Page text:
Abandon all hope

In yet another argument undermining the wisdom of the New York Times' paywall, Ross Douthat, resident prude, argues that hell must exist.  His argument hinges on the reality of human choices.  Human choices, without the possibility of eternal damnation, just wouldn't be real.  He writes:

Doing away with hell, then, is a natural way for pastors and theologians to make their God seem more humane. The problem is that this move also threatens to make human life less fully human.

Atheists have license to scoff at damnation, but to believe in God and not in hell is ultimately to disbelieve in the reality of human choices. If there’s no possibility of saying no to paradise then none of our no’s have any real meaning either. They’re like home runs or strikeouts in a children’s game where nobody’s keeping score.

In this sense, a doctrine of universal salvation turns out to be as deterministic as the more strident forms of scientific materialism. Instead of making us prisoners of our glands and genes, it makes us prisoners of God himself. We can check out any time we want, but we can never really leave.

The doctrine of hell, by contrast, assumes that our choices are real, and, indeed, that we are the choices that we make. The miser can become his greed, the murderer can lose himself inside his violence, and their freedom to turn and be forgiven is inseparable from their freedom not to do so.

As Anthony Esolen writes, in the introduction to his translation of Dante’s “Inferno,” the idea of hell is crucial to Western humanism. It’s a way of asserting that “things have meaning” — that earthly life is more than just a series of unimportant events, and that “the use of one man’s free will, at one moment, can mean life or death … salvation or damnation.”

There are other ways our choices are real, I'd argue.  In the first place, our choices create our character right now.  Our choices also affect other people right now.  That, I think, is probably punishment enough.  Meditating on eternal damnation before deciding whether you want to have carnal knowledge of chunky Reese Witherspoon seems a bit much.

Not to be facile, but Douthat also seems to offer one key reason for not thinking there's a hell:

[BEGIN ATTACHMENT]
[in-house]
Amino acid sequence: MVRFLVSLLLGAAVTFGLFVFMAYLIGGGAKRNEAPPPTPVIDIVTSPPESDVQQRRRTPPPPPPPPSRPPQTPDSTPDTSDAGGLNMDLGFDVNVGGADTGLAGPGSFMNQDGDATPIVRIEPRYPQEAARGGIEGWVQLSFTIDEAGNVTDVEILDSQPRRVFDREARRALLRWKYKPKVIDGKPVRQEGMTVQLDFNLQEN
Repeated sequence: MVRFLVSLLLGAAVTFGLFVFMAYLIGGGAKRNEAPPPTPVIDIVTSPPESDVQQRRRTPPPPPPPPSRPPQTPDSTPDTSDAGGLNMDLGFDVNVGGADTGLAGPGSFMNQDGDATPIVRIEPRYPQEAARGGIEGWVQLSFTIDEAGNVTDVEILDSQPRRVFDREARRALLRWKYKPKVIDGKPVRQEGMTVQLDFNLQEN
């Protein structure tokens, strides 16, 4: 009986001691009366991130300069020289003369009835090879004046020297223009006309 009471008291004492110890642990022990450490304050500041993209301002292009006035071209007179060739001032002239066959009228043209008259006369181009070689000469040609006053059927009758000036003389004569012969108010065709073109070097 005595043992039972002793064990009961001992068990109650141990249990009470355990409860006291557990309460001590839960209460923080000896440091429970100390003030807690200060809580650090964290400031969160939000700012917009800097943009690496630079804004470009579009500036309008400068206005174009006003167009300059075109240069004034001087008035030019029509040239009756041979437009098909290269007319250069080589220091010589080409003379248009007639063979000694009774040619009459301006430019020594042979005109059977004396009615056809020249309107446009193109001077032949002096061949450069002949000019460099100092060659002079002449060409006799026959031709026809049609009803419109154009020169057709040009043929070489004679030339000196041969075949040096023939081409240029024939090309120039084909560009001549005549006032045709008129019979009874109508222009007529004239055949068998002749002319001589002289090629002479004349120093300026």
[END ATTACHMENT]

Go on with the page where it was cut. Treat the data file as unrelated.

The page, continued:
Is Gandhi in hell? It’s a question that should puncture religious chauvinism and unsettle fundamentalists of every stripe. But there’s a question that should be asked in turn: Is Tony Soprano really in heaven?

Seems like if there were a hell, and if there were a just overseer of it, we'd have an absolutely unequivocal answer to this question.  Turns out, however, we don't.  So maybe our choices have eternal reality in hell, which just can't determine which ones will send us there.

5 thoughts on “Abandon all hope”

  1. Hi John,
    You beat me to the punch with Douthat's column.  I was going to write something this afternoon on it. And you picked up on one thing that bothered me most: namely, that the only way choices matter is if they matter for eternity.  An old trouble for this mode of reasoning:  if my choices mattered only from the perspective of eternity, then I should occupy that perspective as much as I can.  The trouble is that that perspective vastly underdetermines our choices, and so we must adopt other, intermediate, perspectives.  Those matter, too.  And once we see those intermediate perspectives making determinations, it is hard to see what role eternity is really playing, other than to save our hides.  It takes all the moral motivation out of our everyday decisions.  That's, in fact, stripping those choices of significance.
    Notice, also, that Douthat asks if Tony Soprano is in heaven.  I'll say, unequivocally, no.  But he's not in hell, either.  That's because those places are as real as Tony Soprano.
    A final question:  why the tag 'chunky resse witherspoon'?

  2. What I am seeing here is not that you need to believe in hell if you are Christian, but that hell must exist to make a Christian life worth living.
    I defer to a more intelligent man than I and his famous quote, which made many people believe he was athiest:
    "A man's ethical behavior should be based effectually on sympathy, education, and social ties; no religious basis is necessary. Man would indeeded be in a poor way if he had to be restrained by fear of punishment and hope of reward after death." – Albert Einstein

  3. Hey Scott–

    Yes, indeed.  Intermediate things matter a lot–click the link in the post for "Chunky Reese Witherspoon."  Douthat, in other words, ought to know that such choices can matter a lot now, and the eternity of the internet is eternity enough, if God is not evil, that is.

  4. I'm going to guess Ross has never made it to Part III of the Groundwork.

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